Drinking water is a critical part of maintaining an optimal level of health. However, many people, including myself, neglect to do so, because we are running around from one appointment to the next every day. I recently did some research and learned that it is recommended that you drink at least half of your body weight in ounces each day—ideally, your exact body weight. Therefore, if you weigh 200 pounds, you should be drinking 100 to 200 ounces of water each day. I was coming nowhere near to this.
Then, a few weeks ago, I had engineer-turned-wellness-expert Stephanie Cook as a guest on Session 22 of my podcast. She talked about the importance of drinking water and gave a great strategy for ensuring you do so. She said to drink from a large water bottle throughout the day, and every time the bottle is empty, to fill it up and put one rubber band on it. At the end of the day, you can see how much water you drank by counting the rubber bands.
So I tried it, with a minor tweak to the process she suggested. I have a 20-oz. water bottle (see photo above). I set a goal of drinking 100 ounces of water each day. Each morning, I filled up the water bottle and put five rubber bands on it. Every time the bottle was empty, I took a rubber band off, put it on my wrist, and filled up the water bottle again.
The results of this experiment were amazing; I achieved my goal on the first day and found myself exceeding 100 ounces by days two and three. Why? The answer is simple. I set a very clear goal that was measurable and visible. I can see the goal staring at me every day, and that is a motivator. When I see the five rubber bands on that bottle, it drives me to take a sip, knowing that by drinking and removing those rubber bands, I am improving my health dramatically.
Another example is, when I was studying for the Principles and Practices of Engineering Exam (the PE exam), I typed out on a piece of paper “Anthony Fasano, PE.” I taped this piece of paper to the top of my monitor screen and stared at it all day long. Every time I wanted to skip studying on my lunch break, I would just look up, see my goal, and get my books out.
What to Do After You Set Clear Goals
Okay, so you set a clear goal that is measurable. That is only the initial step in the process of actually achieving that goal. Now you have to take action. Let me share with you a process for achieving your goals that I learned from my all-time favorite book, The Monk Who Sold His Ferrari, by Robin Sharma (affiliate link). This simple process is laid out in Chapter 8 of the book, and I believe that anyone can use it to achieve the loftiest of goals.
The Five-Step Process for Realizing Your Goals
Step1: Form a Clear Mental Image of the Outcome
As early on in your day as possible, think about your goal; specifically, think about the positive outcome of achieving it. So, in my example, I considered the benefits of drinking water, which include increased energy, removal of toxins from the body, boosting of the immune system, improved skin complexion, and more. By considering these benefits, you motivate yourself to take action.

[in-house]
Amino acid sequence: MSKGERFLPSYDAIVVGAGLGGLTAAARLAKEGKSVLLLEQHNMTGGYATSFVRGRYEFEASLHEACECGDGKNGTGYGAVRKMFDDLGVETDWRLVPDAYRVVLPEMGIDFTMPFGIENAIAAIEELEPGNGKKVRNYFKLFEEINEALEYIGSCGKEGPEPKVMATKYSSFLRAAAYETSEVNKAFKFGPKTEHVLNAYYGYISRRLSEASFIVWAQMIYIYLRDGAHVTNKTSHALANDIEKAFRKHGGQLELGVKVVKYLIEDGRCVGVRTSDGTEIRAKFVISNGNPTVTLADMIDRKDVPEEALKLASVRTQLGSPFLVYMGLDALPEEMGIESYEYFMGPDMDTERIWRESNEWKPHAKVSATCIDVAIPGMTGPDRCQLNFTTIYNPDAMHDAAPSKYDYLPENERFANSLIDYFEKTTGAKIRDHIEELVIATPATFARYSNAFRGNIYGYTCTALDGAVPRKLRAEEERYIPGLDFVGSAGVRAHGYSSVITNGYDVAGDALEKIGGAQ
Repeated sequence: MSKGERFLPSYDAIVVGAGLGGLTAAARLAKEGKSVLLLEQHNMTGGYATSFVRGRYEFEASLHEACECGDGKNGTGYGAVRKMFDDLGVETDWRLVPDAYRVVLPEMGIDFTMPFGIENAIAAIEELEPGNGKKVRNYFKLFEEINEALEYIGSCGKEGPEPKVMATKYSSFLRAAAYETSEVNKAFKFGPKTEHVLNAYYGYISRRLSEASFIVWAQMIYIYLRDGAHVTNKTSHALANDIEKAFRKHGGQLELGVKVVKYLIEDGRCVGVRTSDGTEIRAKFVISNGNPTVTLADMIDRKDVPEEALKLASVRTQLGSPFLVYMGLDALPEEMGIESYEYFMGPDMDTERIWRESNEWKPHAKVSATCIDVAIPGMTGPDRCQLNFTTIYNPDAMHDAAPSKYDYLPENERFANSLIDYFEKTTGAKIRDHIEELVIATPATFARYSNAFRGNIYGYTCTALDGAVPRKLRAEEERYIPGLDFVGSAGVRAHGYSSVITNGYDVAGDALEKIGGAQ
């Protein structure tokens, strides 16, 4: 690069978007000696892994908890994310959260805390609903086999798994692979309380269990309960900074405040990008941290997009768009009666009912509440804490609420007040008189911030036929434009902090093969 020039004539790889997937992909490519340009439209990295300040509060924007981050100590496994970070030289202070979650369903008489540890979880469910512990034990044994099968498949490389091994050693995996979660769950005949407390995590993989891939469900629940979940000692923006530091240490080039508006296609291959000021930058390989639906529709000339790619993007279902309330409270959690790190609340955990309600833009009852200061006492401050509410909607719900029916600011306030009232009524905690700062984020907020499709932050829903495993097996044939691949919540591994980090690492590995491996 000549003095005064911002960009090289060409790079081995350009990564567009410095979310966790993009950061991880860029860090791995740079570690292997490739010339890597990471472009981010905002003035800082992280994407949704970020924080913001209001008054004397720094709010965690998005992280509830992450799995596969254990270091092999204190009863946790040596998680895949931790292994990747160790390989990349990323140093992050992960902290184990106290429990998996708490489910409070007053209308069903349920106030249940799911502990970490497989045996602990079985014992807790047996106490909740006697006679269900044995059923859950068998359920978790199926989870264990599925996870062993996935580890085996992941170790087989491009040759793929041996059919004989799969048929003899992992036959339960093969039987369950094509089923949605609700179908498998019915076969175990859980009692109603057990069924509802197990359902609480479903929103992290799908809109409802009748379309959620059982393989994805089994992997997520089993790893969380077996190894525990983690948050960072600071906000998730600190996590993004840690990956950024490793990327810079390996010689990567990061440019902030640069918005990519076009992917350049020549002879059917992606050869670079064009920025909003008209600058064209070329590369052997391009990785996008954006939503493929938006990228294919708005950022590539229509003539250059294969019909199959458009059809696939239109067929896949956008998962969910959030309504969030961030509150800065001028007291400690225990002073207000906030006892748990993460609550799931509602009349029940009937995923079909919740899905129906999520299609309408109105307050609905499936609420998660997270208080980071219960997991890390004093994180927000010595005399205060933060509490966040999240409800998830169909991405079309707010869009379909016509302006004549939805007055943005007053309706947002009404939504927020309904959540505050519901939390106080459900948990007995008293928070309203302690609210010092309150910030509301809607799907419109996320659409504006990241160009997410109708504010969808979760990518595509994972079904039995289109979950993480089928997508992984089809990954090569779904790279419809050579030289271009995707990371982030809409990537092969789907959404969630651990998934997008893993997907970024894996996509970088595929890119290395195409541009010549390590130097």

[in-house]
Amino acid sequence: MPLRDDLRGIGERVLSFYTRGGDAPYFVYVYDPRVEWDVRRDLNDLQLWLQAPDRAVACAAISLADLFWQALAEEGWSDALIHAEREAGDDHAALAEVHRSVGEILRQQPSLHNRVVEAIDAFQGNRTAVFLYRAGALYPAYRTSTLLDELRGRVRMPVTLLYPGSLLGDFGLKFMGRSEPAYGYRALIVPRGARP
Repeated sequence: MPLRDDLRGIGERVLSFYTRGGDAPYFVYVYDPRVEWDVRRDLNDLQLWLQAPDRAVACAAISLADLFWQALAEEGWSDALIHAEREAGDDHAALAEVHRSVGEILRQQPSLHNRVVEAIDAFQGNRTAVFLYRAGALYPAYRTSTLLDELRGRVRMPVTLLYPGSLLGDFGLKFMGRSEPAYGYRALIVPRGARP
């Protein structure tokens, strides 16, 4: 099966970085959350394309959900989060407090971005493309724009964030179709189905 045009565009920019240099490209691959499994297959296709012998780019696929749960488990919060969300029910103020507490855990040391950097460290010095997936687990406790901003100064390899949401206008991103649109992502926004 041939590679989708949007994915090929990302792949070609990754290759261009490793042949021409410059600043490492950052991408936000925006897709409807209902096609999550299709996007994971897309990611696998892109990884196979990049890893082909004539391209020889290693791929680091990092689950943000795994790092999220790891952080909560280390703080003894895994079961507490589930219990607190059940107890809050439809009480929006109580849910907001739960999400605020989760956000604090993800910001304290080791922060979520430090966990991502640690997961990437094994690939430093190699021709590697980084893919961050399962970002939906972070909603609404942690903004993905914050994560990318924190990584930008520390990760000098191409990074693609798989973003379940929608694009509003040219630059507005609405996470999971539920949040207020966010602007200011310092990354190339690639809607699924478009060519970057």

Step 2: Put Public, Positive Pressure on Yourself
One of the best ways to put public pressure on yourself is to make a public pledge. For example, when I decided that I was going to take the PE exam as a young engineer, the first thing I did after registering for the exam was to e-mail my boss and other colleagues the date that I was going to take it. That gave me added motivation to ensure I prepared thoroughly, so as to not let them down. In the case of my water example, I explained the process I was using to my family and told them that if they didn’t see multiple rubber bands on my wrist, they were to question me on it.
Step 3: Never Set a Goal Without Attaching a Timeline to It
This is an absolutely critical step and one I am sure I don’t need to explain in detail to engineers. Most engineers I know have project deadlines—and usually finish their projects late the night before they are due. Why? Because they have a deadline to meet. In the case of my water example, my timeline was 24 hours. My goal was to drink 100 ounces of water in 24 hours.
Step 4: Apply the Magic Rule of 21
The book states that in order to cement a new habit into your life, you must do it consistently every day for 21 days straight. If you research this online, you will see that that number changes depending on whom you talk to, but what remains the same is the idea that you have to do something repeatedly and consistently for it to stick. I have been using the rubber band process for about three weeks now, and it is pretty well cemented into my daily routine. It is also helpful to take whatever actions you choose at the same time every day. For example, it is important for me that I fill up my water bottle every day right after breakfast, so I can start the process early. That action is now a habit for me.
Step 5: Enjoy the Process
Have fun as you journey toward your goals, whatever they may be. What I enjoyed most about establishing this water-drinking habit was that I felt better throughout the day and I knew I was improving my overall health.
Once again, I am grateful to Robin Sharma, author of The Monk Who Sold His Ferrari (affiliate link), for laying these tips out.
I believe that if you set clear goals that are visible to you and follow these five steps, you can achieve anything.
Why not start today?
To your success,
Anthony Fasano, PE, LEED AP
Engineering Management Institute
Author of Engineer Your Own Success